Sterelny’s Theory of Human Cognitive Evolution

A theory of human cognitive evolution needs to integrate the biological and social-scientific perspectives on human nature. Niche construction and its partial transformation into bona fide inheritance is the key to this integration. Some of the apparatus of hominid social life has become part of inherited hominid developmental resources. Hominids do not just inherit genes: they inherit epistemic resources that scaffold the development of life skills that are characteristic of their parents and of their immediate group, and which quite often distinguish them phenotypically from other hominids. Thus niche construction is a mechanism that supports developmental flexibility: a child becomes a skilled hunter rather than a fisherman because he inherits this set of developmental resources. Human genes have become adapted to sharing the job of directing development with an array of other resources. Moreover, since these new developmental resources are made and incorporated into inheritance systems more quickly than new genetic resources, one effect os a potential acceleration of hominid evolution. Expanded inheritance can then act as a means both for the evolutionary fragmentation of hominid lineages and as a means by which evolutionary change is accelerated.

Early in hominid evolution, it’s very likely that biological inheritance was much as it now is in chimps. To a reasonable approximation, a chimp inherits only genes from its parents. Though social learning is important in chimp life, and there is some meme-like flow of information from mothers to children, that flow is diffuse and short-lived. There is no evidence of deep behavioral traditions in chimp life, nor of cumulative downstream niche construction. There is no sign that group selection is allowing cooperation to take off. There are certainly some limited forms of cooperation: males cooperate to defend territory against other groups of chimps, to hunt, and to form coalitions against other males. Females too form coalitions. But there is little evidence of effective suppression of free-riding and defection. In contrast, over time in hominid evolution:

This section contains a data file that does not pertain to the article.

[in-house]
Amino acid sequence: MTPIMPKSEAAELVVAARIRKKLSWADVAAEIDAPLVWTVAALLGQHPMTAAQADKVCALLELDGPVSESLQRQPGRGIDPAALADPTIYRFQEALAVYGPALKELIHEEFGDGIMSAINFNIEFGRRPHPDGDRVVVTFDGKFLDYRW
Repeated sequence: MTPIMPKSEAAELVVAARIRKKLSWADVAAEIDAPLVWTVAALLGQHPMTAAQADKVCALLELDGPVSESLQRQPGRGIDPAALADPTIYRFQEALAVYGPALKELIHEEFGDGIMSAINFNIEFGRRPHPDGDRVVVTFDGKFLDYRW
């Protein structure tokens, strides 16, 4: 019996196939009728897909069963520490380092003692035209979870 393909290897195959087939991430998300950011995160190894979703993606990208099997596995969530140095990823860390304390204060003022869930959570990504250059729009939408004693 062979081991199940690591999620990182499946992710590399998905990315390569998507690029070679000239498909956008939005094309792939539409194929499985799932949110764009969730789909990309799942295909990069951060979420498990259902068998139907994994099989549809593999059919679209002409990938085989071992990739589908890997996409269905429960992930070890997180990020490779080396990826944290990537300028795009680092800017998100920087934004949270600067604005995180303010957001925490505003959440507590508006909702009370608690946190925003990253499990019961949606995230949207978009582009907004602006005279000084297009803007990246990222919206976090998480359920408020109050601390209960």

1. Group selection became very important, and underwrote the evolution of a cooperation explosion, the effects of which include language, division of labor, and resource sharing.
  2. Cooperation itself accentuates niche construction: it becomes more powerful; more downstream, and more like genetic inheritance.
  3. As this transformation proceeds, elements of culture become elements of biology, as they become part of a developmental matrix which is transmitted from one generation to the next.
  4. Once information transmission became reliable and precise, downstream niche construction became cumulative, and Tomasello’s Ratchet began to work. That Ratchet required both cognitive and social preconditions, but once these were met, the Ratchet began to turn. Different human groups became more markedly differentiated, for their phenotypes come to reflect not just their current environmental differences but also the differences in their lineages’ learning history.
  5. The geographic expansion of the hominid range, the cumulative transformation of hominid lifeways, and the intensification of climatic variability select for flexible response.

Kim Sterelny, Thought in a Hostile World, p. 171-172

August 22, 2023